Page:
Q: Aside for using electricity on Yom Tov, is there any other concern with hearing the shofar being blown over a microphone?
A: The Mishna in Rosh Hashana1 states that if one were to hear a shofar that was blown in a cave he would not be yotzai as it is not the sound of the shofar but rather the sound of the echo that one is hearing. Many want to compare this to a microphone which would thereby disqualify one from being yotzai.2 R’ Moshe Fienstien zt”l3 wanted to permit using a microphone based on the exact concept of hearing someone else speak. When someone talks to another, one sound wave turns turns into another and so forth. It seems like whenever someone hears another talking one is actually not hearing the authentic voice but rather a later sound wave that came from it. Hence, if one can be yotzai from hearing someone right next to him in lieu of the fact that the sound entering his eardrum4 is indirect, then one should be able to be motzie others with a microphone as well.
Q: May one fulfill his obligation of listening to the megillah via a microphone?
A: Although allowing such a practice would definitely alleviate many problems that the elderly experience (i.e. in nursing home facilities etc.), most Poskim are of the opinion that one would need to hear krias megillah from the one laining and not a microphone. Since R’ Moshe Feinstien zt”l5 wanted to be lenient (as mentioned above), one should ask a shailo if this situation becomes relevant.
Q: Assuming that listening to a bracha/shofar/megillah is not considered to be hearing it from the original voice, may one listen to kol isha being sung over a microphone?
A: The Poskim6 clearly state that a woman is singing on a microphone would in no way mitigate the prohibition of kol isha.7 Therefore, although her voice may be electronically altered, the prohibition remains nonetheless.
Q: May one use a microphone on Shabbos?
A: The Poskim offer a variety of different issues that may arise when using a microphone on Shabbos which would thereby prohibit its use:
1. many hold that creating electricity is either the melacha of boneh8 (starting a new current), makeh b’patish9 (completing a current), or h’avara10 (igniting a current)
2. when stopping from speaking one would be extinguishing the electricity thereby possibly transgressing the melacha of kibui11
3. the poskim were concerned that since the nature of a microphone is to plug it in immediately before use, one may forget himself and plug it in before speaking into it
4. there is a general g’zaira of playing instruments on Shabbos lest one come to fix them if they break.12 The reason for this decree is because instruments are delicate and fragile by nature, hence very susceptible to damage. Since microphones frequently malfunction13 and require repair, the same g’zaira may apply.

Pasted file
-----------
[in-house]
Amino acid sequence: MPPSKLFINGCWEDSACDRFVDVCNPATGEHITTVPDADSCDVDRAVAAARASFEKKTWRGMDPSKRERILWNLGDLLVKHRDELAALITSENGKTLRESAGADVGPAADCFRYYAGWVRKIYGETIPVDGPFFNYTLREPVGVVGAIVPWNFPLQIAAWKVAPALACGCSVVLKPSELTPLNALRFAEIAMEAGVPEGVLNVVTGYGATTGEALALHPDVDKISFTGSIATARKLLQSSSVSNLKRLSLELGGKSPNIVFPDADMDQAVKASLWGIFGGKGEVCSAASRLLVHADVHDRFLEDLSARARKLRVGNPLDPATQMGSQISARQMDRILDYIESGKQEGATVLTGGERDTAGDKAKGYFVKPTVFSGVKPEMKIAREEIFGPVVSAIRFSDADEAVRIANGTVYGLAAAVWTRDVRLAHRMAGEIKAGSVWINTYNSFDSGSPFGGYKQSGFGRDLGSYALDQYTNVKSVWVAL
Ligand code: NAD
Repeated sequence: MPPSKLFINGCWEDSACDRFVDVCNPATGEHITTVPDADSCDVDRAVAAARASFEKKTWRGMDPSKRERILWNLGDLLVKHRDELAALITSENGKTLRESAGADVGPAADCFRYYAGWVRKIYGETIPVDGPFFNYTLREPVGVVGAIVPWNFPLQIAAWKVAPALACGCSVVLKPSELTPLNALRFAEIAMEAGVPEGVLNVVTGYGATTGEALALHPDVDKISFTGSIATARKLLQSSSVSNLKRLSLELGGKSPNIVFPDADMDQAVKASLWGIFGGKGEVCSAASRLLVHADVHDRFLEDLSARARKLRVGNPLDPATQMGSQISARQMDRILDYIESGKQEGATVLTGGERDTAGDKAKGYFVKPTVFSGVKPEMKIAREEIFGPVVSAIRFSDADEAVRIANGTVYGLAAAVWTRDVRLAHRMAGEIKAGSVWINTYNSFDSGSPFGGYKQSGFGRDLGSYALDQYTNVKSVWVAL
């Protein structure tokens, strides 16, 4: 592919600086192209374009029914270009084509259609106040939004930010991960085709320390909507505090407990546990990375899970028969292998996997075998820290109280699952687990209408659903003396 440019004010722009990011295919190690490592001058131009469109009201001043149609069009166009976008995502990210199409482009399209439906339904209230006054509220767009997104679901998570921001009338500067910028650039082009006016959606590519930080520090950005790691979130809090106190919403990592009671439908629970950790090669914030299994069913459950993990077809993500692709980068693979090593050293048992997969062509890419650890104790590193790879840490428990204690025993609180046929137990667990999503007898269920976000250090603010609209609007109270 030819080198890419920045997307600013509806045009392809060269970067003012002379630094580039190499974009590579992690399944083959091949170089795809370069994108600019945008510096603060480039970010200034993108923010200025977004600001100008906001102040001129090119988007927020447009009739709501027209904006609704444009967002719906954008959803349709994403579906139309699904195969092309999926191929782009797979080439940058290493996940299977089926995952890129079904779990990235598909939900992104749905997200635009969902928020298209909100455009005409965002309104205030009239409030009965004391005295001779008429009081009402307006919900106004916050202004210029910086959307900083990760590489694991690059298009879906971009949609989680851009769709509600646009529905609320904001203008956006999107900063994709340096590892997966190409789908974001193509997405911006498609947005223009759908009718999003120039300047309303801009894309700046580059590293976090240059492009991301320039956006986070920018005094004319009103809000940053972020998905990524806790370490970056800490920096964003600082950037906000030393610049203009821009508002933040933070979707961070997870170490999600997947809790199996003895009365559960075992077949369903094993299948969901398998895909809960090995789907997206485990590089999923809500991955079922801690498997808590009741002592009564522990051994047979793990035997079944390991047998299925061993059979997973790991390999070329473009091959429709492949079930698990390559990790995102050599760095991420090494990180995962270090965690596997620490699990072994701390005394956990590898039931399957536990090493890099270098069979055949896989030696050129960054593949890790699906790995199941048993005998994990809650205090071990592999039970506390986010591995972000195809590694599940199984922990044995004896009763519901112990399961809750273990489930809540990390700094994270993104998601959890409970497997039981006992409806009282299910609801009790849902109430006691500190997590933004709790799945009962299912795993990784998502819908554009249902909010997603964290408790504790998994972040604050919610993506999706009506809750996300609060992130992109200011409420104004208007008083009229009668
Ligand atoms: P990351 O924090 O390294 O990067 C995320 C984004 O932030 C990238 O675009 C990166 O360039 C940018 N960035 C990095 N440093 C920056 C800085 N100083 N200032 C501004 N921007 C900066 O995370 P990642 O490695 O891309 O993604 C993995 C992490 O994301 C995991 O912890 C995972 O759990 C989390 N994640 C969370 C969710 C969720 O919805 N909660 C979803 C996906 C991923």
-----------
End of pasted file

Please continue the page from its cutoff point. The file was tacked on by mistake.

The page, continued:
Q: May one be yotzai listening to havdala over the telephone?
A: While some Poskim permitted this under extenuating circumstances14 (woman just gave birth in a hospital etc.), the overall consensus is that one would not be yotzai over the phone. In fact R’ Shlomo Zalmen Aurbauch zt”l15 deliberated extensively on the mechanical nuances of the telephone and the conclusion that was reached was that the voice that is heard is definitely not the authentic voice of the speaker. Hence, one’s obligation to hear havdala cannot be discharged over the telephone. Therefore, if a possibility exists for a woman to make havdala for herself, she should do so rather then be yotzai over the telephone. If she can not, or will not make the b’racha over wine, it is still better to make it over tea, coffee,16 or even milk alone,17 and satisfy the view of all Poskim.
Q: May one answer amen to a b’racha that was made over the telephone?
A: Tosefos in Succah18 mentions that there was a large shul in Alexandria where most people did not hear the b’rachos being made, but were nonetheless permitted to answer amen when signaled to do so by the waving of a flag. Because of this practice, the Poskim permit one to answer amen to a b’racha if one is in the same room as the person making the b’racha/reciting kaddish etc. even if one does not hear the actual voice. If however, one is not in the same room (as is the case of a telephone or during a live telecast being broadcast via satellite) then the same argument that is mentioned earlier (in regards to hearing megillah over a microphone and havdala over the telephone) with R’ Moshe Fienstien zt”l permitting it, and R’ Shlomo Zalmen zt”l prohibiting it would be applicable. Therefore, if one can avoid making a b’racha over the phone, one should definitely do so, and thereby avoid all previously mentioned arguments.
2See Minchas Yitzchok 1:37, She’arim Metzuyanim b’Halacha 129:25, Moadim Uzmanim 6:105
3Igros Moshe O.C. 2:108
4Form there it vibrates to the small bones which signals the sound to the cochlea which travels to the hair cells of which represent different pitch an frequency which then reach the auditory nerve and then finally to the brain. As heard from Mr. Evan Bernstien, expert audiologist and CEO of Advance Care Audiology
5See Igros Moshe O.C. 4:83
6Chelkas Yakov 1:163, Shevet Halaivi E.H. 3:181, Az Nidbaru 9:9
7As brought down by Rabbi J. David Bliech in the Journal of contemporary Jewish thought
8Sh”ut Tzitz Eliezer 6:6
9Minchas Yitzchok 3:41
10Chelkas Yakov 2:41
11Igros Moshe O.C. 4:84
12Mishna Baitza 36b
13Even with today’s superior technology one still sees professionals in million dollar performances having issues with the proper functioning of their microphones
14Igros Moshe O.C. 4:91:4
15Minchas Shlomo 9
17Aruch Hashulchan 272:14, Igros Moshe O.C. 2:75